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Jon_B
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Re: Stanley Fish on religion and science and why we need both

[ Edited ]

I'm not sure I agree with you on this one Joseph.

 

Values, maybe, in the sense that all people make decisions and that those decisions could be said to be based on some extent on "values" although I think in reality those values can be more ethereal and ephemeral than the term generally means.

 

Morals, however, generally refer more to external (or more supposedly objective) rules or systems of thought in which different actions and things are referred to as "good" or "evil" or somewhere on the gradient between them.  I don't think it's true that all people necessarily believe in the existence of good and evil or of an objective "rightness" or "wrongness" of things or actions.  When someone claims something is morally good or bad they generally are saying that this is not a mere personal opinion but something that is based on what they consider to be a more universal set of rules.  Obviously there are different sets of morals that conflict with one another - but in addition to that I think there are people who simply don't believe in the idea of any kind of morality in the sense that the term is normaly used.

 

 

Message Edited by Jon_B on 05-19-2009 11:51 AM
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Adelle
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Re: Stanley Fish on religion and science and why we need both

[ Edited ]

I throw this out as an aside.   In the For What It's Worth category.

 

 

This may be too far off the subject, in which case, please disregard.   But Simon Blackburn had a very good chapter --- well, I thought it was --- on Relativism....   To what degree are/or should ethics/values be absolute?   To what degree is toleration a good thing?    Is what is "true for" some people, true for others?  

 

 

 

 

"Many people, and many ethical theorists, believe that without some "robust" or "objective" conception of moral truth, our RIGHT to hold judgments with a sufficient degree of convinction evaporates" (38). 

 

 

I'm reading Blackburn from actual paper, but it seems that the entire chapter is there online --- although perhaps not as easily read there.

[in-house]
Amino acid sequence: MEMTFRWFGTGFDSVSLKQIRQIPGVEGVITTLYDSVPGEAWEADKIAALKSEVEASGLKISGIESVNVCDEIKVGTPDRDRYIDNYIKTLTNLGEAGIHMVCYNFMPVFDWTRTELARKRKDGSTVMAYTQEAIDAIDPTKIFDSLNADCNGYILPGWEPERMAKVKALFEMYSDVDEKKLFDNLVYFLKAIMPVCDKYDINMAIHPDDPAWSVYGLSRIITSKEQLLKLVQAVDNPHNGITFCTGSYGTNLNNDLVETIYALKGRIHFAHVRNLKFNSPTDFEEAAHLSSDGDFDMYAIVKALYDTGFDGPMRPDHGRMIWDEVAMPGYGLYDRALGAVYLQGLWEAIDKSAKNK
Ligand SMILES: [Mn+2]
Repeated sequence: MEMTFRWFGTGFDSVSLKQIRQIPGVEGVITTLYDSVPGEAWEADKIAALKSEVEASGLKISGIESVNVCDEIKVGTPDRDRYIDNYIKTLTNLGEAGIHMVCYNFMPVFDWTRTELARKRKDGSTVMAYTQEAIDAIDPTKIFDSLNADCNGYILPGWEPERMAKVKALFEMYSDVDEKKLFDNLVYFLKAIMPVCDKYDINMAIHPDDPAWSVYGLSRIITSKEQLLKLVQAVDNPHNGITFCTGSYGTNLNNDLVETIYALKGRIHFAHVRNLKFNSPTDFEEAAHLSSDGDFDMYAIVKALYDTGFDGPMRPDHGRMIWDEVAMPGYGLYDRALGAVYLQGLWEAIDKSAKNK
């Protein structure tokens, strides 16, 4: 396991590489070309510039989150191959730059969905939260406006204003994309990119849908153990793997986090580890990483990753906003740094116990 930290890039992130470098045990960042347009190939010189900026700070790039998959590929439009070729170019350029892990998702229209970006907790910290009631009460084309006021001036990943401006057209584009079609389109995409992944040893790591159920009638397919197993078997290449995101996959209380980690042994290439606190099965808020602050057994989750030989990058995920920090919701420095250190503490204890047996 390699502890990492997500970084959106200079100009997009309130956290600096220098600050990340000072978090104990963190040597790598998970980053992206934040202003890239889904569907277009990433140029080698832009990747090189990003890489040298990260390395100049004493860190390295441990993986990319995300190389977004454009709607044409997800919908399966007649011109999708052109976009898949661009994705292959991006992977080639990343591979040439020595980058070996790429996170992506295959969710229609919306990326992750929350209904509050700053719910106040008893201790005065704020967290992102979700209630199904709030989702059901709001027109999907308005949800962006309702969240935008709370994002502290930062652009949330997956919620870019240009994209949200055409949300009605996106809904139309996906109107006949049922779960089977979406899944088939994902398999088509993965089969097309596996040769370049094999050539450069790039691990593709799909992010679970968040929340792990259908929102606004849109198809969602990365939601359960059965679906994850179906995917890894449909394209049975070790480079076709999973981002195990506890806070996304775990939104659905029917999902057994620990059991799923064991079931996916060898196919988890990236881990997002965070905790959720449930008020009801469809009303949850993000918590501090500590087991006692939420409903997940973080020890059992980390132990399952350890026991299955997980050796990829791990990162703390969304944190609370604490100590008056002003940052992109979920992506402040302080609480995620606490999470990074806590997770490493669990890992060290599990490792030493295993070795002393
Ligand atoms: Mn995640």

http://tinyurl.com/qy6hy5

 

If it's too hard to read, don't bother.

Message Edited by PaulH on 05-20-2009 02:56 PM
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Everyman
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Re: Stanley Fish on religion and science and why we need both

You think incorrectly if you think that I equate morals and values with what you consider to be "good" morals and values. I think, for example, that Hitler had both morals and values, though I despise both. 

 

As for that the thought rocesses of a person with no morals or values is, I don't know internally how they think.  

 

Perhaps where we differ, and I do not mean this sarcastically but in terms of trying to find common grounds for terms, is in the meaning we ascribe to morals and values. For example, I don't think that  a newborn child has either morals or values, though they do have desires. 

 

Do you think they are exhibiting values when they seek out mother's milk and recoil when they are offered vinegar to drink?  In some sense that could be considered a value judgment -- one is good and one is bad -- but it's not what I mean by values.  If it's what you mean, then our disagreement is one of terminology, not of substance. 

 

Once we have an understanding here, I can proceed further.  But no point in going further if our disagreement is on this level.

 

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Joseph_F
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Re: Stanley Fish on religion and science and why we need both

[ Edited ]
 No, the baby's reaction is instinct based on smell and taste. Babies are too undeveloped to have a world view, or values and morals. But I think that once someone has a developed enough brain to have a world view, they also then have morals and values. Even a nihilist who believes there is no such thing as right or wrong is making a moral judgment in my opinion.

Everyman wrote:

Do you think they are exhibiting values when they seek out mother's milk and recoil when they are offered vinegar to drinkIn some sense that could be considered a value judgment -- one is good and one is bad -- but it's not what I mean by valuesIf it's what you mean, then our disagreement is one of terminology, not of substance.

 


 

Message Edited by Joseph_F on 05-19-2009 06:06 PM
Message Edited by Joseph_F on 05-19-2009 06:07 PM
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Everyman
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Re: Stanley Fish on religion and science and why we need both

I agree that the nihilist is making a value judgment. 

 

However, I am thinking of two classes of people who may have no moral or value systems at all.